Blood Collection in Chelonians

The left or right jugular vein is the vessel of choice in most chelonians less than 4 kg body weight. The risk of lymph dilution is low with this site. The phlebotomist holds the head and extends the head and neck, while an assistant supports the turtle’s body and holds off the jugular vein at the base of the neck. (With a small chelonian, it may easier to . . .


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References

Campbell TW. Clinical pathology of reptiles. In: Mader DR (ed). Reptile Medicine and Surgery, 2nd edition. Saunders Elsevier; St. Louis: 2006. P. 461.

Gottdenker NL, Jacobson ER. Effect of venipuncture sites on hematologic and clinical biochemical values in desert tortoises (Gopherus agassizii). Am J Vet Res 56(1):19-21, 1995.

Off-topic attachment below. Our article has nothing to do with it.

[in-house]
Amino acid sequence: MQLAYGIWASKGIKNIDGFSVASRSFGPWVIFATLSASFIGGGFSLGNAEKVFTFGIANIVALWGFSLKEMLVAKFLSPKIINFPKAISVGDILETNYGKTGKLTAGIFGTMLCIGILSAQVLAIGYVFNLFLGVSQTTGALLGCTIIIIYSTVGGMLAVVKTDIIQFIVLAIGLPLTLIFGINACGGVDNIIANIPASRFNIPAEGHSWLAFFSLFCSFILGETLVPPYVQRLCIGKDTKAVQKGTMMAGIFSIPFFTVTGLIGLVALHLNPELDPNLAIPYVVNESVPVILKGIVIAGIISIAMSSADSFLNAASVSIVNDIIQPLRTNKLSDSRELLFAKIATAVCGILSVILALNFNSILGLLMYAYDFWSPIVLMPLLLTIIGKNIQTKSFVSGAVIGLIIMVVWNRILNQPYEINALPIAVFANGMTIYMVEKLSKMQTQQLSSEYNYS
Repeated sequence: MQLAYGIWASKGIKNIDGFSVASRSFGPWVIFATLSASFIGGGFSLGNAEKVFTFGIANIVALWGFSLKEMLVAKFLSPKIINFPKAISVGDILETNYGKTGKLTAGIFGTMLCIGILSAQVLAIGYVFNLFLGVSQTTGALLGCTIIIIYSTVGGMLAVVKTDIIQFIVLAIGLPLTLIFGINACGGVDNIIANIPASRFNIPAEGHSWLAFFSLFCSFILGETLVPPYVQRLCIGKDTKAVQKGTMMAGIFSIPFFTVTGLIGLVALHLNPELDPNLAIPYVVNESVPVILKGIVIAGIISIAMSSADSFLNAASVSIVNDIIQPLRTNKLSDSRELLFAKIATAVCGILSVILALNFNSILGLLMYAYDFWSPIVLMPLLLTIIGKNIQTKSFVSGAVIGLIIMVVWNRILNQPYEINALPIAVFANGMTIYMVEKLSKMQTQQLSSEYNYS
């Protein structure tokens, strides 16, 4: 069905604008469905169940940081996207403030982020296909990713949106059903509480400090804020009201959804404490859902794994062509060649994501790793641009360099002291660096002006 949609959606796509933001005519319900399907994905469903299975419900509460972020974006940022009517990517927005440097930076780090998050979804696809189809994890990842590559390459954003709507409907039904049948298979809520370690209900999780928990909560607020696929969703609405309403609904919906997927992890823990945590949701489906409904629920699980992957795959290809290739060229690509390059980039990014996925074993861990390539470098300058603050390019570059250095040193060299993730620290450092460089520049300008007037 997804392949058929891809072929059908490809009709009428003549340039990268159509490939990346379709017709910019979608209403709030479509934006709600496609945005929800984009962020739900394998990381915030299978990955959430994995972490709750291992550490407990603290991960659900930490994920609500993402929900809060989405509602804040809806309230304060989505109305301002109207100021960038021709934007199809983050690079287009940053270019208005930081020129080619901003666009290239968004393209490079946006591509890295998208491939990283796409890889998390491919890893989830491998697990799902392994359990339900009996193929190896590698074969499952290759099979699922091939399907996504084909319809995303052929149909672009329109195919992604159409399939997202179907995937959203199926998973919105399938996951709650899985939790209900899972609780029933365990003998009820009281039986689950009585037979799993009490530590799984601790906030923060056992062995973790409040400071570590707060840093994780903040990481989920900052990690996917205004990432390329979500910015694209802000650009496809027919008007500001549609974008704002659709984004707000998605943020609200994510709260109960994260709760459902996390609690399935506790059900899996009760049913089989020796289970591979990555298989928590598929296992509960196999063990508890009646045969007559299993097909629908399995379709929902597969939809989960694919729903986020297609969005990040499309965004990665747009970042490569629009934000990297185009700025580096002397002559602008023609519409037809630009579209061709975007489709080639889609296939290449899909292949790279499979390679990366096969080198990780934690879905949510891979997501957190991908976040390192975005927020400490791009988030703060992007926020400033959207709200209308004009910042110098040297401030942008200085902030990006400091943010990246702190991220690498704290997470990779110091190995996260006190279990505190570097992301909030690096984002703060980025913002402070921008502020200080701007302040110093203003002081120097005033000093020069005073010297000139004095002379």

Hernandez-Divers SJ. Diagnostic techniques. In: Mader DR (ed). Reptile Medicine and Surgery, 2nd edition. Saunders Elsevier; St. Louis: 2006. Pp. 513-516.

Kirchgessner M, Mitchell MA. Chelonians. In: Mitchell MA, Tully TN (eds). Manual of Exotic Pet Practice. Saunders Elsevier; St. Louis; 2009. Pp. 220-221.

Mans C. Venipuncture techniques in chelonian species. Lab Anim 37(7):303-304, 2008.

Nevarez J. Lizards. In: Mitchell MA, Tully TN (eds). Manual of Exotic Pet Practice. Saunders Elsevier; St. Louis; 2009. Pp. 179-180.

López-Olvera JR, Montané J, Marco I, et al. Effect of venipuncture site on hematologic and serum biochemical parameters in marginated tortoise (Testudo marginata). J Wildl Dis 39(4):830-836, 2003.

To cite this page:

Pollock C. Blood collection in chelonians. May 15, 2011. LafeberVet Web site. Available at https://lafeber.com/vet/blood-collection-in-chelonians/